People's Democracy

(Weekly Organ of the Communist Party of India (Marxist)


No. 01

January 01, 2012



R Arun Kumar


THE triumph of the Cuban Revolution led by Fidel Castro and the transition to socialism during the following three to four years, signalled the beginning of a new era in Latin America. Until then, a socialist revolution in that region, above all in the Central America and the Caribbean – the classical backyard of US imperialism – was unthinkable.


Contrary to popular perceptions that the Cuban revolution was a result of a handful of guerrillas, it involved the participation of a vast majority of the population. Of course, it is true that the  barbudos, the bearded guerrillas, led by Fidel Castro, Che Guevara, Raul Castro and Camillo Cienfuegos played an important leading role in directing and deciding the course of the revolution. This, however, should not obscure us to the fact that Cuban revolution was a popular mass movement in which tens of thousands of people participated in different ways.




Fidel Castro, together with Raul Castro and Che Guevara landed in the Granma yacht from Mexico, where he was living in exile after his release from the prison following the attack on the Moncado garrison. They started with 82 people on board but many lost their lives immediately in the attack that followed on their way towards the Sierra Maestra mountains. According to Fidel Castro, the fight resumed “with seven armed men, who managed to reunite on December 18”. After the addition of some more members of Granma yacht who joined the group, “A small force of no more than 18 expedition members and a number of young campesinos from the Sierra achieved the first victories on January 17 and 22, 1957.” It is because of this heroism and never-say-die attitude, even in the face of fierce repression that Fidel Castro became famous for snatching victory from the jaws of defeat.


Although the rural guerrillas and the July 26 movement in Sierra Maestra under the leadership of Fidel Castro were militarily and politically decisive, the movement also had many thousands of urban militants and sympathisers in Havana and throughout the island, functioning clandestinely in the urban armed resistance, in the trade unions and many other organisations like the Civic Resistance (Resistencia Civica), which brought together thousands of members of the liberal professions like the lawyers, doctors, engineers and lecturers in opposition to Batista. Activists and militants of other groups like those from the Directorio Revolucionario and the Communist Party, Partido Socialista Popular collaborated with the revolutionaries. The presence of the Communist Party,PSP cannot be ignored; although it did not participate directly in the revolution until mid-1958. It had organised large sections of the proletariat and disseminated Marxist and Leninist ideas among the intellectuals since 1920s. Thus, it becomes apparent that the entire country between the period 1955 and the fall of Batista in January 1959 was in revolutionary turmoil.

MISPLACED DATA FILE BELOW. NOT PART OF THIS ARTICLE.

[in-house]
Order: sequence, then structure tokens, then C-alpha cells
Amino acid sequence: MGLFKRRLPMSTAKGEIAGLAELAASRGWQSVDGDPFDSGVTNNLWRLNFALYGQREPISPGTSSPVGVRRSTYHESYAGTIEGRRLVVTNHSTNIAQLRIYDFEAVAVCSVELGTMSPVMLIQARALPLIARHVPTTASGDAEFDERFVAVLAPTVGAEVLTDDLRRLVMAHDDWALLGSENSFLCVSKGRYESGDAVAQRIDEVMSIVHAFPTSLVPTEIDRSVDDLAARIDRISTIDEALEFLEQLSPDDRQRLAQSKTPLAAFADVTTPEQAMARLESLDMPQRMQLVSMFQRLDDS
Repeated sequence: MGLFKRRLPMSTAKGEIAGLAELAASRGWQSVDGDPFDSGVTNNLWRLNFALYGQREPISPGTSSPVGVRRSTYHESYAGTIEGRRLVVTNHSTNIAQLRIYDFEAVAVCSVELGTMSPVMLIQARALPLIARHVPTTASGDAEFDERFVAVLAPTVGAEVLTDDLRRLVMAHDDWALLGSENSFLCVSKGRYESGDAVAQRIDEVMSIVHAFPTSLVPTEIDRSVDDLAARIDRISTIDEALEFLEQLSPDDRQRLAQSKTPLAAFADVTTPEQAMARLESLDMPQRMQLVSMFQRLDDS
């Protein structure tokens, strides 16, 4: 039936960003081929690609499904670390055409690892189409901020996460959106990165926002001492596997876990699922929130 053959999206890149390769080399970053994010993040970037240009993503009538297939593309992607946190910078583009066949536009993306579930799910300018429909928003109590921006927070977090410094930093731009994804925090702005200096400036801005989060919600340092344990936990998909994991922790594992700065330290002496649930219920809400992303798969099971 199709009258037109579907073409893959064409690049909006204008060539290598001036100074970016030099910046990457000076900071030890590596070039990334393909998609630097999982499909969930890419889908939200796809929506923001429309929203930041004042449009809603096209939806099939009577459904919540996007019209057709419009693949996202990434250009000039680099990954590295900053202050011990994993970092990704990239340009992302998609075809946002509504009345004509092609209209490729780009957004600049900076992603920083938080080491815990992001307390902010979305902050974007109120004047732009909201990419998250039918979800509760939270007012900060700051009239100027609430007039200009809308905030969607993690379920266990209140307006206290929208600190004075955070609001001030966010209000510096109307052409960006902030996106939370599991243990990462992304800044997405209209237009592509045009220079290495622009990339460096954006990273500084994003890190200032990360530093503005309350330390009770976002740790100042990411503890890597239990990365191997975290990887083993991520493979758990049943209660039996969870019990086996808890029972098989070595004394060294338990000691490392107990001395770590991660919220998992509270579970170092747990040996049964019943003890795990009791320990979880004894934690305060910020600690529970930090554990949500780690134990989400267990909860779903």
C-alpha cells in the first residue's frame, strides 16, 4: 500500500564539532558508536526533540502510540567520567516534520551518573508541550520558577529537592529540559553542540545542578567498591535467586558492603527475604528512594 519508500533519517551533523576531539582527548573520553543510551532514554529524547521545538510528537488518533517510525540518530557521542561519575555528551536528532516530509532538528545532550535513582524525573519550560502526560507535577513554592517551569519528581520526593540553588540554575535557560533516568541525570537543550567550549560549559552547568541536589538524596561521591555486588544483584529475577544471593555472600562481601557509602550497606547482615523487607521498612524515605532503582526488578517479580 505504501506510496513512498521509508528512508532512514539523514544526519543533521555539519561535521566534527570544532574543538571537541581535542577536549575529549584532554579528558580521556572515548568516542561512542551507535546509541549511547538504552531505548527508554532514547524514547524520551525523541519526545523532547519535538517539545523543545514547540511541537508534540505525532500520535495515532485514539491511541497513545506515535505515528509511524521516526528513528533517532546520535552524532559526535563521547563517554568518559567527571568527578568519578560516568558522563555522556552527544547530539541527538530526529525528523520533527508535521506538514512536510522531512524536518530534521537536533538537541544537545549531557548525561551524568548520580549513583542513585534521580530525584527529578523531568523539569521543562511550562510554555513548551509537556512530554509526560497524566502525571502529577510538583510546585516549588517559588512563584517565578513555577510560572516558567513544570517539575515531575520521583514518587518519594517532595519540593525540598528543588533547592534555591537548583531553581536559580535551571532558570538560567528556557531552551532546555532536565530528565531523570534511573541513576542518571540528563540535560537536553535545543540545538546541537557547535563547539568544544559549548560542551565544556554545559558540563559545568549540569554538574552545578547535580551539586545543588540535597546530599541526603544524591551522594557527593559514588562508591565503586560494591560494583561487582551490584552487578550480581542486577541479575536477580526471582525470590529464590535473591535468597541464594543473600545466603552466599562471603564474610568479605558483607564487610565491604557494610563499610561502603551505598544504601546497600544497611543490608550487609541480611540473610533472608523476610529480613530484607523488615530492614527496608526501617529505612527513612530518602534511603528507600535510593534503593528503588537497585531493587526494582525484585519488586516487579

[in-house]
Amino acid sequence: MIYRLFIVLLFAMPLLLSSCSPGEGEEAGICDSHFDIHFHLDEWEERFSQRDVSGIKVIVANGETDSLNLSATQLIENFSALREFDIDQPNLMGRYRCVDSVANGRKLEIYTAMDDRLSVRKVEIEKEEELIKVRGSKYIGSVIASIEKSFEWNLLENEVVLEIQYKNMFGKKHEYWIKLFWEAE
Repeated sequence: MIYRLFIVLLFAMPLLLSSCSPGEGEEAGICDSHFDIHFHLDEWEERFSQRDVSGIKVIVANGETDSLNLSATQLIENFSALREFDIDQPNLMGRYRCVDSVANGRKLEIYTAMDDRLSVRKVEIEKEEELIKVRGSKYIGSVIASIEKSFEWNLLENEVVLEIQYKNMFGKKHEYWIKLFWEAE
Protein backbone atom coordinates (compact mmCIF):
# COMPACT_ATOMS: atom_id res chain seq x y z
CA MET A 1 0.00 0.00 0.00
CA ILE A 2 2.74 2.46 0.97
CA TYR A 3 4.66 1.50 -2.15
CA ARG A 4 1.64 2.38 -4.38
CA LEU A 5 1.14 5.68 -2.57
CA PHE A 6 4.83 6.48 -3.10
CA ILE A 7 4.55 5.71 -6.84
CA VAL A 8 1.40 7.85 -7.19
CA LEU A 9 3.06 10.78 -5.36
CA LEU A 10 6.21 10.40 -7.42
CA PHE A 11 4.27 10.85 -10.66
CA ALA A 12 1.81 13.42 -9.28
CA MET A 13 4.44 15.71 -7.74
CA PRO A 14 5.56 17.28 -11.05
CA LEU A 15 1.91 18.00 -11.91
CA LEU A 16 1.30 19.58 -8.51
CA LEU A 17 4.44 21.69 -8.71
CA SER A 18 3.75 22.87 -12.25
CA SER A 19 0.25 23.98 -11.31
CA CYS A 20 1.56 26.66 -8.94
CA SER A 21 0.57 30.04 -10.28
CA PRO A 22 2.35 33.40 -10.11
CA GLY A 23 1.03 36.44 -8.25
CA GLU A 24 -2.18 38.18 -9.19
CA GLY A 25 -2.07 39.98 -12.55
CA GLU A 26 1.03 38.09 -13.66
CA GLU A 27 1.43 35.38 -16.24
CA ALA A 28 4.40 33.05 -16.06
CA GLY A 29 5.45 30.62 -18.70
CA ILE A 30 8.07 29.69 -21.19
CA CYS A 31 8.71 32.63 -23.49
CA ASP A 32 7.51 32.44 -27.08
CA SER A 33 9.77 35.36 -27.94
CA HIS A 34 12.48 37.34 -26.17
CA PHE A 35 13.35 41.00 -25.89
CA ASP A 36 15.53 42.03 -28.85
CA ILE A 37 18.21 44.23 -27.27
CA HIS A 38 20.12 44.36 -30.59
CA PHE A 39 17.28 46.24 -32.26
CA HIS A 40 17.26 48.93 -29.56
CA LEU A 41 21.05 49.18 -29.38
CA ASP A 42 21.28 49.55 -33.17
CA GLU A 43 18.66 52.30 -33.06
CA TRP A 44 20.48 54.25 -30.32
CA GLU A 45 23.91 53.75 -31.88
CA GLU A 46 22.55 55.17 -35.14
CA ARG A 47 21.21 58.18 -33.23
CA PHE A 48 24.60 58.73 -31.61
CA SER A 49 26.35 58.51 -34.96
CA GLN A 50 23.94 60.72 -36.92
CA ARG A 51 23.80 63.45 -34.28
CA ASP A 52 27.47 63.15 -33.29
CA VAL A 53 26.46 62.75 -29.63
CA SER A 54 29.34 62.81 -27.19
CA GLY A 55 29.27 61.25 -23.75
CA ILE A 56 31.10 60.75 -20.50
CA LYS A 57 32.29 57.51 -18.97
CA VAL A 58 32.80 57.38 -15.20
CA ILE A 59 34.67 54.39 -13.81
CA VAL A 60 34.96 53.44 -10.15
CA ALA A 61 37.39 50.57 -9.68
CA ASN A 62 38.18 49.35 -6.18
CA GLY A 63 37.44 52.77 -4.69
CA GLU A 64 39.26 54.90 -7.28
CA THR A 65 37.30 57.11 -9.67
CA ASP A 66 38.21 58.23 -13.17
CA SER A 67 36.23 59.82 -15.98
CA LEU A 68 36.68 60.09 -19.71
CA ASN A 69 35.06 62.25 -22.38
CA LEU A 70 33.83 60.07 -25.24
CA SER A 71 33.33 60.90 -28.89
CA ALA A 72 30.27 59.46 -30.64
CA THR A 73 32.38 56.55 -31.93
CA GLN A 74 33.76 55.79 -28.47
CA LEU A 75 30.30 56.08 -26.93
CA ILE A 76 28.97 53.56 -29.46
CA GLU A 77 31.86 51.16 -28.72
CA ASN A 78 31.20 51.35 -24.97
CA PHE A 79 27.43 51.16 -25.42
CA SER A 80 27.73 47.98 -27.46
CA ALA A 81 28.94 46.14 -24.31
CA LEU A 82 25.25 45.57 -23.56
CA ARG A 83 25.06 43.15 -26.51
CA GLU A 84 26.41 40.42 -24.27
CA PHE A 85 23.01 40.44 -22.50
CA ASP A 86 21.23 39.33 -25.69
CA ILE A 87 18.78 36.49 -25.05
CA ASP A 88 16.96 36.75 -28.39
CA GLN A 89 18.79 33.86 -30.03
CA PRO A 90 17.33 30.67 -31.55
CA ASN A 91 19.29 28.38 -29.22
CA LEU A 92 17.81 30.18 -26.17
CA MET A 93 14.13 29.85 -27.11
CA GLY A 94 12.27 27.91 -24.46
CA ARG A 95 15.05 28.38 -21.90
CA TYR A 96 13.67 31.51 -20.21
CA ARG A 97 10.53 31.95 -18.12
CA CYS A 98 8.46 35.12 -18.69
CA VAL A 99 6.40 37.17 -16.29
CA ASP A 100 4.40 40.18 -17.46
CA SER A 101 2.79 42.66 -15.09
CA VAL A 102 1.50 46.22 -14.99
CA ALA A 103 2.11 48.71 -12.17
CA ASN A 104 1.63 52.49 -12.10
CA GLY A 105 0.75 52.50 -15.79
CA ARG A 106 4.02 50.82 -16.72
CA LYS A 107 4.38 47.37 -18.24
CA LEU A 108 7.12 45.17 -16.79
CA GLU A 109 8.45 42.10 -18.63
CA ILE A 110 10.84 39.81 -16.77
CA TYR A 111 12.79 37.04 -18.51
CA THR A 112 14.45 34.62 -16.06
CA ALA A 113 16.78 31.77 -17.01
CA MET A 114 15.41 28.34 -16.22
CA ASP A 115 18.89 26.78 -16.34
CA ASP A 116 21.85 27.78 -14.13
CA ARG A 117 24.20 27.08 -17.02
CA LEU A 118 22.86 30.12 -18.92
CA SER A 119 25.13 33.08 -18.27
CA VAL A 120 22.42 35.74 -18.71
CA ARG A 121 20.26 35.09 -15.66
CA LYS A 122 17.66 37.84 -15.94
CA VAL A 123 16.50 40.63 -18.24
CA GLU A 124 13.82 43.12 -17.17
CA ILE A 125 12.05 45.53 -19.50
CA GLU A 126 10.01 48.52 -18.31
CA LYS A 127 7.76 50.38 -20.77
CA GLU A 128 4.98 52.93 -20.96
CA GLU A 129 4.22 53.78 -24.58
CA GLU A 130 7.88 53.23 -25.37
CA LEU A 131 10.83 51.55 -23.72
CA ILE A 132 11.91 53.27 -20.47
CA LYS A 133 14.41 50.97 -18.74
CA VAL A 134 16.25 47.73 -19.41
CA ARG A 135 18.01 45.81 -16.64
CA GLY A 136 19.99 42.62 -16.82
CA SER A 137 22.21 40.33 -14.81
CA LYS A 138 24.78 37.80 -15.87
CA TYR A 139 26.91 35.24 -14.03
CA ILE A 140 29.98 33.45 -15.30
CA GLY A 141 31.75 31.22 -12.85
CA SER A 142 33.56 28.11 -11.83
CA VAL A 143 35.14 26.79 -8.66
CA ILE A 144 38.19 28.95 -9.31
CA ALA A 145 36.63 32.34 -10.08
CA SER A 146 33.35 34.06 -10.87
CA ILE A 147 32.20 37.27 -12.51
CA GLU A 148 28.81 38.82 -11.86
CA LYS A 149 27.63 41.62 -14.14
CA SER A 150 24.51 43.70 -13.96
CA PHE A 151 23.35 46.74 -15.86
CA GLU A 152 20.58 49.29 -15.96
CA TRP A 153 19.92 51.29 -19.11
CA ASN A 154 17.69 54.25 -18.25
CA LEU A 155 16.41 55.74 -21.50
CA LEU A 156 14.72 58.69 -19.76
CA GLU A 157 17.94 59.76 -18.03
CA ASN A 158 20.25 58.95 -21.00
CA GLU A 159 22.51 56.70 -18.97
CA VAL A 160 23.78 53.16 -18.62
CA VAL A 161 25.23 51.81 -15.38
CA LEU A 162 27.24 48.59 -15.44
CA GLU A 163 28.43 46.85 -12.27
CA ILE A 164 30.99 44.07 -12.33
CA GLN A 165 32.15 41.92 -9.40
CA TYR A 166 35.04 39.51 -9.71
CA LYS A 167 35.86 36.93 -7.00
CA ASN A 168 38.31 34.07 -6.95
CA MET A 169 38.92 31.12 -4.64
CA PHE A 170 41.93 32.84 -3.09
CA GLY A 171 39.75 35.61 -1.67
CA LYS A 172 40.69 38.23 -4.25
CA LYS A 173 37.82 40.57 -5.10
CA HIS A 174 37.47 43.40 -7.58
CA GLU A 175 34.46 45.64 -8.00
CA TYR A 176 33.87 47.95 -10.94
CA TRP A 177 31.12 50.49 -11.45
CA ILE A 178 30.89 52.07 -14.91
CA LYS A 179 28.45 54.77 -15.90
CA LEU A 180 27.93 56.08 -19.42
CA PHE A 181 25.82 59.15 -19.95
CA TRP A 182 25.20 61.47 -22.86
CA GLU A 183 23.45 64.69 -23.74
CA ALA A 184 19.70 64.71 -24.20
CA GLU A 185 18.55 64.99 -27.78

With Batista's hurried departure in the early hours of the New Year's Day and the triumphant entry of the barbudos into Havana and Santiago, the country was swept by scenes of extraordinary euphoria. In the following weeks and months, with the consolidation of the new regime and the avalanche of decrees by the revolutionary government imposing change in all aspects of public life, it began to become clear that this was a situation without precedent in the history of Cuba and Latin America. At local level, the people began to seize control in neighbourhoods and work places and provisional revolutionary town councils replaced the representatives of the dictatorship. With the collapse of Batista's army and police and the purging of batistianos from the civil service, the State apparatus was already being transformed.


In the first nine months of 1959, some 1500 decrees and laws were issued. “The government decreed the purging of the batistianos, the compulsory reduction of urban rents, the reduction of telephone rates and – when the US owned company refused this– the legal intervention of the company, the reduction of the electricity rates, wage increases for low-paid workers, and the first agrarian reform law. The US State department condemned these measures, but the Cuban response was to reject any interference in the country's internal affairs and to press ahead with more reforms. From August 1959 onwards, armed attacks on Cuba began to be mounted by Florida-based exiles with the connivance of the US officials; on 5th September, the US ambassador was recalled for fifteen days as an expression of Washington's displeasure with the agrarian reform and the measures affecting the telephone and electricity companies; on 21 October, a Cuban Air Force deserter flew over Havana dropping leaflets and incendiary bombs, and in Havana itself counter-revolutionary terrorists planted bombs and machine gunned people in bus queues; and Fidel Castro announced in response the formation of a popular armed militia. This tit-for-tat pattern culminated with the Cuban expropriation of the Standard Oil, Texaco and Shell oil refineries in June-July 1960, the US decision to cut the Cuban sugar quota, and the Cuban expropriation of a series of industrial subsidiaries in August, until in October all remaining US properties were nationalised and Washington imposed its trade embargo, soon to become a virtually complete blockade, which has continued ever since.”